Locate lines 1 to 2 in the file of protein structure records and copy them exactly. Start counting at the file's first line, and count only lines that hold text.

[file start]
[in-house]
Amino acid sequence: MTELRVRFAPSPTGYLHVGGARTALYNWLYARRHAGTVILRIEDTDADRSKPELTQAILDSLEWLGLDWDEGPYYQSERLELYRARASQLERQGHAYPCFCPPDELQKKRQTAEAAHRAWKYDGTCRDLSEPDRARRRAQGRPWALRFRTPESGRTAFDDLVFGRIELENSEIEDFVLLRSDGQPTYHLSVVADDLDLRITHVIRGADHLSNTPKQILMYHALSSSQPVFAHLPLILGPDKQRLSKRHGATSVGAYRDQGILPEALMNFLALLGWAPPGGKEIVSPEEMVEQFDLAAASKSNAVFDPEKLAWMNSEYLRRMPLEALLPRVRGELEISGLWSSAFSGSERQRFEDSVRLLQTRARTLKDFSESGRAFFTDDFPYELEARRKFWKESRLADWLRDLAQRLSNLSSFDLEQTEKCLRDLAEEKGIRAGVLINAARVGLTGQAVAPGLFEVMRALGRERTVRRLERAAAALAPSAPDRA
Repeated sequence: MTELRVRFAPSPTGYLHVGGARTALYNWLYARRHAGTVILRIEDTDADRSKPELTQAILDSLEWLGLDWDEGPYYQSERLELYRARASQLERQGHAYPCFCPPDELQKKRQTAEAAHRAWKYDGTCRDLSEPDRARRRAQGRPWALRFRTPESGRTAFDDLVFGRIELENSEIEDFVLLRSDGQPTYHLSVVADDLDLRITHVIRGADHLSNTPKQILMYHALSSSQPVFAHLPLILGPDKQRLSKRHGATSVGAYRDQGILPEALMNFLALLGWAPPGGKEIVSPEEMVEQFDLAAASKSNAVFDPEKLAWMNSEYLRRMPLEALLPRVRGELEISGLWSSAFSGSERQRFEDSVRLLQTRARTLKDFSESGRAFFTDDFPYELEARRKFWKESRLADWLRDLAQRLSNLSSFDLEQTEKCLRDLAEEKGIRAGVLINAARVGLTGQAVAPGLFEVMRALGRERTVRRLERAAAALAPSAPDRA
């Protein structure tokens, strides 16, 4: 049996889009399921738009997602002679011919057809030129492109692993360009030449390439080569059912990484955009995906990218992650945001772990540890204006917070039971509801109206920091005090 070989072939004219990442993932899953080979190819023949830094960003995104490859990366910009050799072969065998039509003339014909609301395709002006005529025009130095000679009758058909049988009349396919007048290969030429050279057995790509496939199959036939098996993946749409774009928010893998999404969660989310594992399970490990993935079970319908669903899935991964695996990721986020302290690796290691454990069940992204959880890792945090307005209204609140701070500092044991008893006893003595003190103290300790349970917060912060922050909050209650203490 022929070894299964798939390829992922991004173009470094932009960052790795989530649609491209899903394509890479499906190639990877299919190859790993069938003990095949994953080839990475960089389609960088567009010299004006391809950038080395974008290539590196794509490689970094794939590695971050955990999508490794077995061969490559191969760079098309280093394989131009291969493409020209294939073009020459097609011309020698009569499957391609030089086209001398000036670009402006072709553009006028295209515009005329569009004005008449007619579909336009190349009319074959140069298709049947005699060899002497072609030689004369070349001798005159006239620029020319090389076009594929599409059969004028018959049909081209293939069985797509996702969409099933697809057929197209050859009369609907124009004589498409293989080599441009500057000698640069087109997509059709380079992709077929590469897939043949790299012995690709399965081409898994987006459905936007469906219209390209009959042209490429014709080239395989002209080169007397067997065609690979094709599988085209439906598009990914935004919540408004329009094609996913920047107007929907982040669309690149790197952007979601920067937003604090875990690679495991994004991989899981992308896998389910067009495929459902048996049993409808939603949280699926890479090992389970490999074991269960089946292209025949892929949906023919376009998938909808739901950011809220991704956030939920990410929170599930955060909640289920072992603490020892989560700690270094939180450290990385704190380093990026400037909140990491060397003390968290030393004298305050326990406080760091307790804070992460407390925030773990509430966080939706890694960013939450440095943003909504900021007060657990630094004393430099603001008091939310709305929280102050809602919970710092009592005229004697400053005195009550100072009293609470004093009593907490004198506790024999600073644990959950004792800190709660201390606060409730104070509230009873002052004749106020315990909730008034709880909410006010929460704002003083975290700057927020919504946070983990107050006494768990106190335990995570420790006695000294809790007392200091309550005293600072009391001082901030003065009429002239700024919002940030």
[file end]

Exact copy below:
[in-house]
Amino acid sequence: MTELRVRFAPSPTGYLHVGGARTALYNWLYARRHAGTVILRIEDTDADRSKPELTQAILDSLEWLGLDWDEGPYYQSERLELYRARASQLERQGHAYPCFCPPDELQKKRQTAEAAHRAWKYDGTCRDLSEPDRARRRAQGRPWALRFRTPESGRTAFDDLVFGRIELENSEIEDFVLLRSDGQPTYHLSVVADDLDLRITHVIRGADHLSNTPKQILMYHALSSSQPVFAHLPLILGPDKQRLSKRHGATSVGAYRDQGILPEALMNFLALLGWAPPGGKEIVSPEEMVEQFDLAAASKSNAVFDPEKLAWMNSEYLRRMPLEALLPRVRGELEISGLWSSAFSGSERQRFEDSVRLLQTRARTLKDFSESGRAFFTDDFPYELEARRKFWKESRLADWLRDLAQRLSNLSSFDLEQTEKCLRDLAEEKGIRAGVLINAARVGLTGQAVAPGLFEVMRALGRERTVRRLERAAAALAPSAPDRA